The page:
by David Freedman, Newsweek
In a voice vote Wednesday morning, Republicans stripped the important role of House Republican Conference leader from Wyoming Representative Liz Cheney, following her outspoken repudiation of former President Donald Trump's baseless claims of election fraud. In so doing, the GOP continues to make it abundantly clear for the foreseeable future it is the party of Trump.
Which raises a question: Might Cheney, along with other prominent Republicans on the outs with the party because they have withheld fealty to the former president, mount their next election bids as independents—or even form a third party?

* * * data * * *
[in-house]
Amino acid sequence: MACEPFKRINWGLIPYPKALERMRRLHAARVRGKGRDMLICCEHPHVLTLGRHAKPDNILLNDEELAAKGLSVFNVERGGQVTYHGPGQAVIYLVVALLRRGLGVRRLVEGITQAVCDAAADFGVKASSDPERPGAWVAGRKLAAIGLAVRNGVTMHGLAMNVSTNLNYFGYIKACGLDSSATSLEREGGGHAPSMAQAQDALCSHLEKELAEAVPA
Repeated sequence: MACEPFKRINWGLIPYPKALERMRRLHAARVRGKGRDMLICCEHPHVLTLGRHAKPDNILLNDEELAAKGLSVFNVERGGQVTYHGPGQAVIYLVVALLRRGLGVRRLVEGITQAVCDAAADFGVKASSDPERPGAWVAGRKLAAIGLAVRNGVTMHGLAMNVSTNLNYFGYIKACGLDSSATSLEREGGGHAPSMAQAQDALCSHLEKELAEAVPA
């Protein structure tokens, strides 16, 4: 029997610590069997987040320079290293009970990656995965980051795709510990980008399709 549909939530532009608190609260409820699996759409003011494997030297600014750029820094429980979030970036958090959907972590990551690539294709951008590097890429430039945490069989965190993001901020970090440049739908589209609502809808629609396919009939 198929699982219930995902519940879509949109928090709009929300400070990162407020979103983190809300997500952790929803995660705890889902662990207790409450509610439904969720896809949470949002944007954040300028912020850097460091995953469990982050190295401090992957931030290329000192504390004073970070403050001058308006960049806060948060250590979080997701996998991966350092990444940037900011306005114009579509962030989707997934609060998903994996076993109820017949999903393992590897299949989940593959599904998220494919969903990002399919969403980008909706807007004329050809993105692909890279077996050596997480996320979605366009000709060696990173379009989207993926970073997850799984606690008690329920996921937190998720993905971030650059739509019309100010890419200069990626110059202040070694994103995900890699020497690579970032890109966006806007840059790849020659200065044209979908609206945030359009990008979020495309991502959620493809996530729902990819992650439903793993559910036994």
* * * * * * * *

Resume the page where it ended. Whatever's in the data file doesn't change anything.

The conventional wisdom says no, given the poor showings most independent candidates have historically turned in against the combined might of the two major parties. On the other hand, these are unconventional times in politics, and for the first time in decades the prospects for a third party may be better than poor...
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